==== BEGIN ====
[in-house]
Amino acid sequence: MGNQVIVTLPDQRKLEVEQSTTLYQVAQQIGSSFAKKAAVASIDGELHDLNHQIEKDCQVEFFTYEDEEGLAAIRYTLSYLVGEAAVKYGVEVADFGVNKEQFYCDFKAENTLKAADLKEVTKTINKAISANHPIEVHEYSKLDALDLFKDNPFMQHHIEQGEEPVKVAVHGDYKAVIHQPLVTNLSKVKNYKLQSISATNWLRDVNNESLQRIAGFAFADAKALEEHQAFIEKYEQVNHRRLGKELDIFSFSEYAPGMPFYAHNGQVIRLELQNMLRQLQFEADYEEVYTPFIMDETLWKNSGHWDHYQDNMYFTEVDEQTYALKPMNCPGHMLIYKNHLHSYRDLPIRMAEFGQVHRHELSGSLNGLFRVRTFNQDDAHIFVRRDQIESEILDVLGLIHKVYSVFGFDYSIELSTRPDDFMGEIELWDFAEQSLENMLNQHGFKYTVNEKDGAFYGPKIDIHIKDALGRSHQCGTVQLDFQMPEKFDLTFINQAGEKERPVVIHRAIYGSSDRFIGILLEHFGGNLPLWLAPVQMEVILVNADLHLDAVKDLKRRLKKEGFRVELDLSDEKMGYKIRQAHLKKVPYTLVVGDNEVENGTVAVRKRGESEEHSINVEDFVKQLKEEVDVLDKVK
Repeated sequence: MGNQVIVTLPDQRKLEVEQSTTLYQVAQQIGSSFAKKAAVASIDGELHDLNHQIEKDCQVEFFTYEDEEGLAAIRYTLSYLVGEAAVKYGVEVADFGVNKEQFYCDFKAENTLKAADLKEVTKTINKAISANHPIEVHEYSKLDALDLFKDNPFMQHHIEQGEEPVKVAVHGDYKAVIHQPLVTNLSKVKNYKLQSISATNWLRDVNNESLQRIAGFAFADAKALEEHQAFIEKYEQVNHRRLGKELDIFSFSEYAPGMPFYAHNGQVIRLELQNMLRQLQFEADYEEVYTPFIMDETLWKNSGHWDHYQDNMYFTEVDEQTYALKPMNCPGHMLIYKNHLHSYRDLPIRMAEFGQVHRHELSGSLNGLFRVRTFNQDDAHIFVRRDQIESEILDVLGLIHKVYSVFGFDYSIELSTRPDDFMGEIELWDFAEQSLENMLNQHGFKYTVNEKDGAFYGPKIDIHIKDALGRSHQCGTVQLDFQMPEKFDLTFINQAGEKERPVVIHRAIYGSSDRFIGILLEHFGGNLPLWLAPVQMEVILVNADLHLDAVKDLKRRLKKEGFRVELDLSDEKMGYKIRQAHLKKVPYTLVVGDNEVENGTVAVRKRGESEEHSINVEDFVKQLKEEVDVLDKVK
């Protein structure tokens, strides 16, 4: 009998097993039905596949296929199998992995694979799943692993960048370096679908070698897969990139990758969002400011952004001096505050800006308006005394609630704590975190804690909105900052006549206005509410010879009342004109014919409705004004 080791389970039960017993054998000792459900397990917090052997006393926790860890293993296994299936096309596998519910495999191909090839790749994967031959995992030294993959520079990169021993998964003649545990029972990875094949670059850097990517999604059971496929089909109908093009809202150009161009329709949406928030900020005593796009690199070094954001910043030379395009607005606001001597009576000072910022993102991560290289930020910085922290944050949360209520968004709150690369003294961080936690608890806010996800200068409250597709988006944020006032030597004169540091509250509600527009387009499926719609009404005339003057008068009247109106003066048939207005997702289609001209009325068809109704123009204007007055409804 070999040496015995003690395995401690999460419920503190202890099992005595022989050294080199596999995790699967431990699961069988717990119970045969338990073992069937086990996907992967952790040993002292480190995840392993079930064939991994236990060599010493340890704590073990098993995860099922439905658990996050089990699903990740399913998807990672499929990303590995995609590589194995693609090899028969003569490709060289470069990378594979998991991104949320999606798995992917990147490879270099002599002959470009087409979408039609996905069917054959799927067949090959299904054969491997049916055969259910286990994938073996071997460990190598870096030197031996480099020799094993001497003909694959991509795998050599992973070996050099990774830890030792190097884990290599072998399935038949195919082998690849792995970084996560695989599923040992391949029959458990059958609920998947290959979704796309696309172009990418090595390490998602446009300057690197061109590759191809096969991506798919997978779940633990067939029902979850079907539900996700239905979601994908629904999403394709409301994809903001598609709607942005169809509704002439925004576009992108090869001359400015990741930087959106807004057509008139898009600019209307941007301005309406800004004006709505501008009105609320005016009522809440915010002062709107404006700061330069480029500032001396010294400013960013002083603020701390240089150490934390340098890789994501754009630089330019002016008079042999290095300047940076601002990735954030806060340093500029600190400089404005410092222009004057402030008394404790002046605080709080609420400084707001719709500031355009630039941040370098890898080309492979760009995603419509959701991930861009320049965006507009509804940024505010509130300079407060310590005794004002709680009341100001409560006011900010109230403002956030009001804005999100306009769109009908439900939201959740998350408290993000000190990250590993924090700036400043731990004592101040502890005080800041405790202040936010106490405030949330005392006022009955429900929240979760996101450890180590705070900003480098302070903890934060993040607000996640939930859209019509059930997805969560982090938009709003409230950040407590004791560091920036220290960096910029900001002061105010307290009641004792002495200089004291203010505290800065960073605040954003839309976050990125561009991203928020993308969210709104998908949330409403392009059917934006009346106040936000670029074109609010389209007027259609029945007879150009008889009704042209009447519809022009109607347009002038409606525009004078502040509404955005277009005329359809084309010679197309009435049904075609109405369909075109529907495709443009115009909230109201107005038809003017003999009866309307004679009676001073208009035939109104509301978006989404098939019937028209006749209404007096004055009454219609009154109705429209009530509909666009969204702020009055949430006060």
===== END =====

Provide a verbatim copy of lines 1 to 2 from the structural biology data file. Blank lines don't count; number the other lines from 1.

[in-house]
Amino acid sequence: MGNQVIVTLPDQRKLEVEQSTTLYQVAQQIGSSFAKKAAVASIDGELHDLNHQIEKDCQVEFFTYEDEEGLAAIRYTLSYLVGEAAVKYGVEVADFGVNKEQFYCDFKAENTLKAADLKEVTKTINKAISANHPIEVHEYSKLDALDLFKDNPFMQHHIEQGEEPVKVAVHGDYKAVIHQPLVTNLSKVKNYKLQSISATNWLRDVNNESLQRIAGFAFADAKALEEHQAFIEKYEQVNHRRLGKELDIFSFSEYAPGMPFYAHNGQVIRLELQNMLRQLQFEADYEEVYTPFIMDETLWKNSGHWDHYQDNMYFTEVDEQTYALKPMNCPGHMLIYKNHLHSYRDLPIRMAEFGQVHRHELSGSLNGLFRVRTFNQDDAHIFVRRDQIESEILDVLGLIHKVYSVFGFDYSIELSTRPDDFMGEIELWDFAEQSLENMLNQHGFKYTVNEKDGAFYGPKIDIHIKDALGRSHQCGTVQLDFQMPEKFDLTFINQAGEKERPVVIHRAIYGSSDRFIGILLEHFGGNLPLWLAPVQMEVILVNADLHLDAVKDLKRRLKKEGFRVELDLSDEKMGYKIRQAHLKKVPYTLVVGDNEVENGTVAVRKRGESEEHSINVEDFVKQLKEEVDVLDKVK